Luckily for fans, IIHF President Rene Fasel shares the more positive view of the event's progress. In a press conference held earlier today, Fasel dispelled the gloom cast over women's hockey ever since former IOC President Jacques Rogge threatened to cancel it following the 2010 Olympics.

Fasel, who also serves as an executive member in the IOC, offered hope for the future of women's hockey by categorically denying that the sport will lose its Olympic status. "It will never happen," said Fasel in a surprisingly unequivocal manner--especially given that the conference was held with the two masterful equivocators: NHL Commissioner Gary Bettman and NHLPA Executive Director Donald Fehr.    

Conversely, being flanked by Bettman and Fehr suggests that Fasel has enough clout to speak with certainty about the future of women's hockey. (Picture and press conference source

Fasel, in an obvious reference to my blog (just kidding), noted that it took men's hockey decades to level the playing field. He specifically pointed out that it took more than 82 years for Switzerland to beat Team Canada after the first game between the two nations ended in a 33-0 defeat for the Swiss. The IOC decided to be patient with men's hockey then just as it will remain patient with women's hockey now.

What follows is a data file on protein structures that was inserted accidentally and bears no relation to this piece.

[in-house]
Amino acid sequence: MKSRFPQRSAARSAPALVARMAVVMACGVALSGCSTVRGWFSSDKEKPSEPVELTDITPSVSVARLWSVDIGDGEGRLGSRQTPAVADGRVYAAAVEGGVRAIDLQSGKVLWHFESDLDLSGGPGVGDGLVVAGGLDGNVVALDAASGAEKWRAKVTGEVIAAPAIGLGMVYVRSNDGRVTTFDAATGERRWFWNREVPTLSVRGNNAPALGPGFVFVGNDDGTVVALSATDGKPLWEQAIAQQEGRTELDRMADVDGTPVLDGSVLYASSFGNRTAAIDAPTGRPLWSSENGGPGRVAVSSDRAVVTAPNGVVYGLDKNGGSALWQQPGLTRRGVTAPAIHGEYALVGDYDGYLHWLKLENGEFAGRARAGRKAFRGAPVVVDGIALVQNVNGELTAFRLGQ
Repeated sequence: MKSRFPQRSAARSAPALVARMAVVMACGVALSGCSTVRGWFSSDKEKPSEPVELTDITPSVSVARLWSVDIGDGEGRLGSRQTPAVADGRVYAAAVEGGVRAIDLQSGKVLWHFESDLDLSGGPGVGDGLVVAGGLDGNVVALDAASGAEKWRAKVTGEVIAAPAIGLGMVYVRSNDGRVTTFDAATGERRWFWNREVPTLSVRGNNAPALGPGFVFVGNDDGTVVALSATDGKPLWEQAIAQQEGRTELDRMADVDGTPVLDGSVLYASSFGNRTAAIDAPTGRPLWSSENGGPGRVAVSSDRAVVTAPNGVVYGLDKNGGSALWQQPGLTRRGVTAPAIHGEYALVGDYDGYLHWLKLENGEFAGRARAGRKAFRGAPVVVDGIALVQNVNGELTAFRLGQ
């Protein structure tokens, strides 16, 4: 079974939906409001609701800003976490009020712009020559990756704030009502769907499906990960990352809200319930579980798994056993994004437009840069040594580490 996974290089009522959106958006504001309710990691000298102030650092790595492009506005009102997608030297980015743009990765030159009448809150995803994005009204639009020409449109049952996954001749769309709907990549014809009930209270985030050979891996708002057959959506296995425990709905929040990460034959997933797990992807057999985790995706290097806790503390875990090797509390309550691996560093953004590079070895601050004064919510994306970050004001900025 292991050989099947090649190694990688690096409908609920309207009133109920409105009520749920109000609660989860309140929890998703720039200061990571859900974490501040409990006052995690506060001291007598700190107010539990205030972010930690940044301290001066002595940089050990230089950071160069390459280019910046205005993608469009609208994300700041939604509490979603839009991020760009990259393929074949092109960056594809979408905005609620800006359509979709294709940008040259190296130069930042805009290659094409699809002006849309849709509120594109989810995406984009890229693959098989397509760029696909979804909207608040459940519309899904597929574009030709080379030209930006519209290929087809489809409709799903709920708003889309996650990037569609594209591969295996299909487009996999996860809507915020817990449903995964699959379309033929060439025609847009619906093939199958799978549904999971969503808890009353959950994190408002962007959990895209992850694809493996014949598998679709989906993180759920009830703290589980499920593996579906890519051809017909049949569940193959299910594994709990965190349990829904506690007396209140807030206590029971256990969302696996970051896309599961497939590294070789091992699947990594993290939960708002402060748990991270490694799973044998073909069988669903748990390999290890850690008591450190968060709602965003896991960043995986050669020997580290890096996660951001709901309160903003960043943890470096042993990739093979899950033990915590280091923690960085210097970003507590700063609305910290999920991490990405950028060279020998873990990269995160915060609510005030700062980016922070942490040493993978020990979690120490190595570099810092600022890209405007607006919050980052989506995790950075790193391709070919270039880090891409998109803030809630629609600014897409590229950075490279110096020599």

And, based on this SnOwlympiad, I doubt that it will take 82 years before the Swiss beat Canada. It might even happen sooner than later if Schelling is back in the Swiss crease during the 2018 games in PyeongChang.

In establishing that the "IOC is willing to give us the time" to develop women's hockey, Fasel was careful not to fault the competitors themselves for the event's growing pains. Indeed, he commended the female athletes, saying that their "participation has not been a question" as the sport has struggled over the years. 

These remarks suggests that women's hockey has a complete buy-in from the players; it just needs individual countries and their fans to invest time, money, and pride in their female athletes. 

As I mentioned in the second tweet pasted above, North American audiences can help out these athletes by clamouring for more CWHL coverage from national broadcasters. Otherwise, the women's game will virtually recede back into obscurity for the next four years.

Friday, 14 February 2014

Gretzky's Sister, or, A Rink of One's Own

Dear IOC,

Cancel luge, and then we can talk seriously about the future of women's hockey at the Winter Olympics.

Yours sincerely,


Preamble: add female athletes to the list of endangered species

If the IOC wants to cut events that are not competitive, women's hockey should not be its top priority.